I think that this was a pretty good plan, given that Yao was thought to be finally healthy and the Rockets were going to have to pay him regardless. One MRI later and that plan was in tatters. But the team, with a gaping hole in the center where its best player was supposed to reside, plays on. A few more losses, and no immediate turnaround in February, and we can rightly ask, plays on to what purpose?
Mind you, I think last year's record might well get you into the playoffs this year, so don't give up too soon. It's a down year for the West, with injuries marring two teams, some others not being ready for their close up, and the dissolution of not-quite-good-enough teams in Denver and Phoenix. Only San Antonio and Los Angeles seem unstoppable and either could be beaten with the right matchup. Dallas' injuries hurt them terribly, and Utah simply doesn't have the horses to slow either SAS or LAL. From the Rockets fan perspective, if no answer appears for the interior defense, (either internal or external) then cultivate another team to watch in the playoffs.
So there is a veteran team of very capable players surrounding an absent superstar. That's team number one.
Team Two is a rebuilding team. It consists of Patrick Patterson (21), Terrence Williams (23), Jordan Hill (23), Courtney Lee (25), Chase Budinger (22), Ish Smith (22), Kyle Lowry (24) and Aaron Brooks (25). Not one of these players can be thought of as being at peak years (26-30). Kevin Martin (27) and Chuck Hayes (27) could well be part of Team Two's future as well, considering that I think their respective primary skills (shooting, defense) will age rather well. Scola could be too, depending on how well he ages. Given his ground-bound crafty game, and very clean injury record, I think he'll maintain effectiveness into his early to mid 30s.
So, there are young Rockets and Rockets who looks to hang around a long time in the league, and a couple of Rockets who are mostly valuable to a contending team (Battier, Miller, Jefferies). Which team should be playing? And if the answer is "Team One" at what point should the answer become "Team Two"?
There are two ways of looking at it. First, the young players are already the Rockets second unit, and Adelman usually gives them a long leash if they're playing well. This is a time-honored way of integrating new players without a full rebuild effort and the pain it brings. Also, if you're primarily in the business of winning games, rather than training players, (and I think that's the business Rick Adelman is in), how do you keep players you know are better and less mistake-prone out of close games? How do you tie Scola or Martin to the bench if a game is within reach so you can watch Williams try another impossible drive, or Hill fumble another rebound out of bounds? I'm not sure it's in Adelman to do that, and I'm not even sure if we should ask it of him. Unless.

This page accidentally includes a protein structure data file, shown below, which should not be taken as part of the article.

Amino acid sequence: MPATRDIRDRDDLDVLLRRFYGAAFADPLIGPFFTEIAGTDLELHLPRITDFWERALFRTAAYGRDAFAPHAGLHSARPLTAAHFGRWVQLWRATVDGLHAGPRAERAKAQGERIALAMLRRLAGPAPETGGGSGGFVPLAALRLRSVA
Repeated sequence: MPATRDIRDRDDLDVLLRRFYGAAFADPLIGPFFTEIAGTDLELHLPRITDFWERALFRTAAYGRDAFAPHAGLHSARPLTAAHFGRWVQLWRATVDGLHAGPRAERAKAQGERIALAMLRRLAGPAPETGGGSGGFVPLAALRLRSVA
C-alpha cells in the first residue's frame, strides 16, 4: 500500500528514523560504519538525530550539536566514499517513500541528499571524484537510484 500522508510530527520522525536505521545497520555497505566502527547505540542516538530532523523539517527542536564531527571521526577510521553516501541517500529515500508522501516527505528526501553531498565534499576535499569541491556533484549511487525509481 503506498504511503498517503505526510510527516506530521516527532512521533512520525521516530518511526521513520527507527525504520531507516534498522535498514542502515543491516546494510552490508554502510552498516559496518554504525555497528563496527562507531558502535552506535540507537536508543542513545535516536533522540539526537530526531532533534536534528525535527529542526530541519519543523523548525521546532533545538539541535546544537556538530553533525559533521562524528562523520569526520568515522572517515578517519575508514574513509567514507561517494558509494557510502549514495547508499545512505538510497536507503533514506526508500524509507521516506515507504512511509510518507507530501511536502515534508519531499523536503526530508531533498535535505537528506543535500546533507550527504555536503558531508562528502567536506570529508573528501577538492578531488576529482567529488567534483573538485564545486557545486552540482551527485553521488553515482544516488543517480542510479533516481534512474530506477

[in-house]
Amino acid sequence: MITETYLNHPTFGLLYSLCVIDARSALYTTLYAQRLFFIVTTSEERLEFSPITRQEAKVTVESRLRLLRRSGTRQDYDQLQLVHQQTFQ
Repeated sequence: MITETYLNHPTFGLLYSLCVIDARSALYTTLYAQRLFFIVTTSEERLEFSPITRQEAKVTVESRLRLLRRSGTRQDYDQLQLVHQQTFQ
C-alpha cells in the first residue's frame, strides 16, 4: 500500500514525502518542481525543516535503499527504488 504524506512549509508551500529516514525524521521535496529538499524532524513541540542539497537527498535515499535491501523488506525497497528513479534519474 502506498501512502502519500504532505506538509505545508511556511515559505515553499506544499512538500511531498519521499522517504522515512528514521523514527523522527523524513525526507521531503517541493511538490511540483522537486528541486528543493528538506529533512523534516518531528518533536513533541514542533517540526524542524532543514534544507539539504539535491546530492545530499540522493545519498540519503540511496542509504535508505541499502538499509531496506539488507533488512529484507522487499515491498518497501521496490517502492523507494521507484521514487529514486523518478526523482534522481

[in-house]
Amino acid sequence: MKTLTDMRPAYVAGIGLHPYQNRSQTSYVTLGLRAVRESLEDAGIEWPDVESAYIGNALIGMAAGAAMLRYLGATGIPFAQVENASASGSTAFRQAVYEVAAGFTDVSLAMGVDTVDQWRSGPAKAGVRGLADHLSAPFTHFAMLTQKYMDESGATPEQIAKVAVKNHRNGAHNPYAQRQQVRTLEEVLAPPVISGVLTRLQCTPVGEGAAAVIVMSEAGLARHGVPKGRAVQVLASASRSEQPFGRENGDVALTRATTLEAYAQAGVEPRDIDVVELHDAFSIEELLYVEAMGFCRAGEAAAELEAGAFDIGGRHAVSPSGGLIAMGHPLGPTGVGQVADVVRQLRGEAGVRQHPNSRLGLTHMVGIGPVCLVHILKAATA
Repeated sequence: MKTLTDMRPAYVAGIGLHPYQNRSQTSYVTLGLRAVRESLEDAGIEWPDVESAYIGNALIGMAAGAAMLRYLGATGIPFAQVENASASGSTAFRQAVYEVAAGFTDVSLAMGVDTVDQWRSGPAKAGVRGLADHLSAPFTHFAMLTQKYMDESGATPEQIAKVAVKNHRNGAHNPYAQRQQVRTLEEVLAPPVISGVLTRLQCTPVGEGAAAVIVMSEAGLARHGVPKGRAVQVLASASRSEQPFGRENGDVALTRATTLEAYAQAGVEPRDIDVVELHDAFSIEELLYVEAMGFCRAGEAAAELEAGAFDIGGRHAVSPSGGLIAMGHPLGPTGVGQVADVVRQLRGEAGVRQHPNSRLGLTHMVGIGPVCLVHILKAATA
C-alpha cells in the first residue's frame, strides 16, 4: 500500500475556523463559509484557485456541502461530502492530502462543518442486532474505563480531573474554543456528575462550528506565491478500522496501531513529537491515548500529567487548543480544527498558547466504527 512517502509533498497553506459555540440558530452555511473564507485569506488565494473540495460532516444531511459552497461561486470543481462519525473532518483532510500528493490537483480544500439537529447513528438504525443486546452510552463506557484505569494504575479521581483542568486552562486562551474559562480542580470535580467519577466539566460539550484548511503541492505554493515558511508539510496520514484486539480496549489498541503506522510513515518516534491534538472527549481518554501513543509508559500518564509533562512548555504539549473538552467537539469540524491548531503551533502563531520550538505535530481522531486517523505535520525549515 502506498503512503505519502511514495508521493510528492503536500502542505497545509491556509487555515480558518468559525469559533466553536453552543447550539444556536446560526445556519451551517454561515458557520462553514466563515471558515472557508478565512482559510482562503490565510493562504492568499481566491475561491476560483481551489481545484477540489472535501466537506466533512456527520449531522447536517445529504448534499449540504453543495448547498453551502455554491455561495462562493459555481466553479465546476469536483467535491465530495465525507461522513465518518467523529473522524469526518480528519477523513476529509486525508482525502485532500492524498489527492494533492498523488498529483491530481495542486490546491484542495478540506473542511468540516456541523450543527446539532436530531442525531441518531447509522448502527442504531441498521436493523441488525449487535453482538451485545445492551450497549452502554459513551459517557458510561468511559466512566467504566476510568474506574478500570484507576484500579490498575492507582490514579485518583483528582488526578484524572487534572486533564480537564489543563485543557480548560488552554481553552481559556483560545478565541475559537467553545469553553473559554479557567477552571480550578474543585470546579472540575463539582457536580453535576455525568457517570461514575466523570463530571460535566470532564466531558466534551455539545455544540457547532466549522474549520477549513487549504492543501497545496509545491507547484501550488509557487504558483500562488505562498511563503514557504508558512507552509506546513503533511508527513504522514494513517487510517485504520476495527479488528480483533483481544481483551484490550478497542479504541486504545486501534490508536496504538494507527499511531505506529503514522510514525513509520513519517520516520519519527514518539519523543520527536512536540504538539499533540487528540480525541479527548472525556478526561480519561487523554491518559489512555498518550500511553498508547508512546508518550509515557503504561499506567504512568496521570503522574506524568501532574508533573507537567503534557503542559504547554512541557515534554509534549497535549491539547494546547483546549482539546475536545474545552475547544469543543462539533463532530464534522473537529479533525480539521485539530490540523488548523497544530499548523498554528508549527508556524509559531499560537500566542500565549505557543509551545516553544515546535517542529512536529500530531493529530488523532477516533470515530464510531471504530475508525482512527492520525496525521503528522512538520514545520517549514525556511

Unless there comes a point when the Rockets have no realistic shot of making the playoffs. At that point, I think suffering through the foibles of the young players becomes a priority. The starting group is notable for being a very professional and intelligent unit. I don't think the locker room will rise in revolt if the young guys are getting the bulk of the PT as the Rockets play out the string.
My fear is that the Rockets will suffer through this sadistic January, and then recover with a softer schedule in February to be within striking distance of the 6th-8th seed. That presents the real dilemma. I believe this Rockets team can only challenge any other contender, (especially the top 3 that a low seed would match us with), with a real center. Not by using player with 6 years of basketball experience in the midst of converting from PF to C. Not by using a 6'4" guy giving it his best shot (and who has been our best overall center, sad as that may be), and not with a specialist like Brad Miller in a full-time role.
So I'd say let's see what the trading season brings. If the Rockets get the center they need, or even a reasonable facsimile, then full-speed-ahead, damn-the-torpedoes, go-for-broke, and all that. If they don't, time to play the kids, even if we might get to the playoffs without a center. That's because I think that only the full Rockets bench has any shot of winning a playoff series without a center, and the only way it will be ready is if the older players are fresh and the young ones are more experienced.
Somehow the two Rockets teams must become one, the question is, which one?